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Like many European countries, Slovakia has issues with petty crimes such as pickpocketing and purse snatching. Take the usual common-sense precautions such as keeping your valuables locked at your accommodation, only carrying the money you need for the day, and keeping your bag or purse in sight at all times.
Here's how to avoid any trouble in Slovakia.
Pickpockets operate in crowded tourist areas, and focus on distracted tourists. Be especially wary in popular visitor sights, on public buses, trams, or trains.
Thieves often work in teams; one will distract the victim while the other snatches the goods and hands it off to a swift accomplice. Likewise, a group of children might divert your attention by begging or with cute antics, while another fishes your pockets. This happens in a matter of seconds.
Campsites can also be places of theft. The Zlaty Piesky area has been known to house a robber or two. Err on caution when leaving valuables in your tent.
As you would with any flight, always put your valuables in your carry-on luggage.
Going out for a night on the town carries its own safety issues. There have been a few reports of drink spikings, with the victims waking up several hours later with their pockets emptied. Don't be paranoid, but exercise sober judgment when accepting drinks from people you don't know. Better yet, go with your new friend to the bar and watch the drinks being made.
Slovakian bouncers are notorious for being big and rough. They don't waste time with courtesies and will settle boisterous behavior with a heavy hand. Some of them carry firearms. The bar is not a place to assert yourself. Bouncers don't care about your dignity. If you get into a bind with one, calm down, lower your head, and walk away. By no means argue or show any kind of defiance.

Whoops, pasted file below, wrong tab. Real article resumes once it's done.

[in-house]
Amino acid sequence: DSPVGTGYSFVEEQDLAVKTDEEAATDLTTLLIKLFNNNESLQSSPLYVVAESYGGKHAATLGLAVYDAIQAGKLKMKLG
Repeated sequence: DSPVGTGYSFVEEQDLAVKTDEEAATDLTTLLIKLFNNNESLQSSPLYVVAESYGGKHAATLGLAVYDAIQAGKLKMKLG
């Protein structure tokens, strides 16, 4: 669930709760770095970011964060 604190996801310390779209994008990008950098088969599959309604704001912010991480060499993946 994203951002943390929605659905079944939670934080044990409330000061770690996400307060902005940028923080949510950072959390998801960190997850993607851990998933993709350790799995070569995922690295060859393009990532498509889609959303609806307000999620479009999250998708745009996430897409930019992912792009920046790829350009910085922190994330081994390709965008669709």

There are some dodgy taxi drivers that might try to rip you off by adding an imaginary surcharge to the metered value, which might be described as a dumb tourist tax. Others might not run the meter at all and dream up an exorbitant fare at the end of the journey. Don't fall for either. Insist on them using the meter and only pay the fare shown on it. Ask the driver what the expected fare would be – of course depending on traffic.
Car break-ins are not uncommon, and thieves might smash your windows whether or not valuables are in plain view. Better to take everything you don't want to lose with you, or hide any belongings so they aren't in plain sight.
If you're driving a car with a foreign license plate, you might be a target of theft. There have been a few cases where someone was fixing a flat tire and robbers helped themselves while the driver was busy. Lock the car before sorting out any such problem.
Unfortunately, there is an ongoing issue with discrimination against Roma people. Roma children are segregated in school and do not receive the same level of education as other Slovakian children. While this may not affect most travelers, it's important to be aware of social issues in the country.
Pickpockets operate around the popular Christmas markets and in bars, and foreigners are easily identified and targeted.
There has been an increase in reports of thefts from visitors in nightclubs and, strip clubs around the old town pedestrian area in Bratislava.
There have been reports of overcharging for drinks or fraudulent transactions debited against bank cards. Always check prices against the menu, watch the transaction being completed, and avoid requests to reenter your PIN. If a transaction is declined, ask to see the receipt.
Report any crimes to local police and get a report to help you with any insurance claims.
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